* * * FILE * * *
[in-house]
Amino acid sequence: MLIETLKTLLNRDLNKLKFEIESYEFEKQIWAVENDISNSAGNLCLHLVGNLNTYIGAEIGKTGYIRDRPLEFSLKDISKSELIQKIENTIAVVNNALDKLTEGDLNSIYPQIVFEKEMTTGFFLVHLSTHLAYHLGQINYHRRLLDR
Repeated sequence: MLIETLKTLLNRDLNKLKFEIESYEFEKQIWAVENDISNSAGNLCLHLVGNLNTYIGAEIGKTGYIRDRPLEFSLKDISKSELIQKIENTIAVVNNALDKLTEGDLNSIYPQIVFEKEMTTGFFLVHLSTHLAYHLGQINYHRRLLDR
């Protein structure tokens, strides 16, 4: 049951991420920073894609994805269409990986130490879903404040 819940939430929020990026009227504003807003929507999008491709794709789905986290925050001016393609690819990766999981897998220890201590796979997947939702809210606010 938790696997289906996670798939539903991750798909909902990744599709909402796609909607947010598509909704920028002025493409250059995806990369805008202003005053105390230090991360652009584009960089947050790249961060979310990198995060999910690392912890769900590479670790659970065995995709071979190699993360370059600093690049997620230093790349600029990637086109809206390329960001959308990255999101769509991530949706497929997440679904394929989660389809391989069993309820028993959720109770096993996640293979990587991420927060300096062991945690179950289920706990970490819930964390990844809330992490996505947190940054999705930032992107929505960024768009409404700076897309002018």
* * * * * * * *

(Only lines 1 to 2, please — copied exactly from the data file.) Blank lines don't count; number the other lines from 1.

[in-house]
Amino acid sequence: MLIETLKTLLNRDLNKLKFEIESYEFEKQIWAVENDISNSAGNLCLHLVGNLNTYIGAEIGKTGYIRDRPLEFSLKDISKSELIQKIENTIAVVNNALDKLTEGDLNSIYPQIVFEKEMTTGFFLVHLSTHLAYHLGQINYHRRLLDR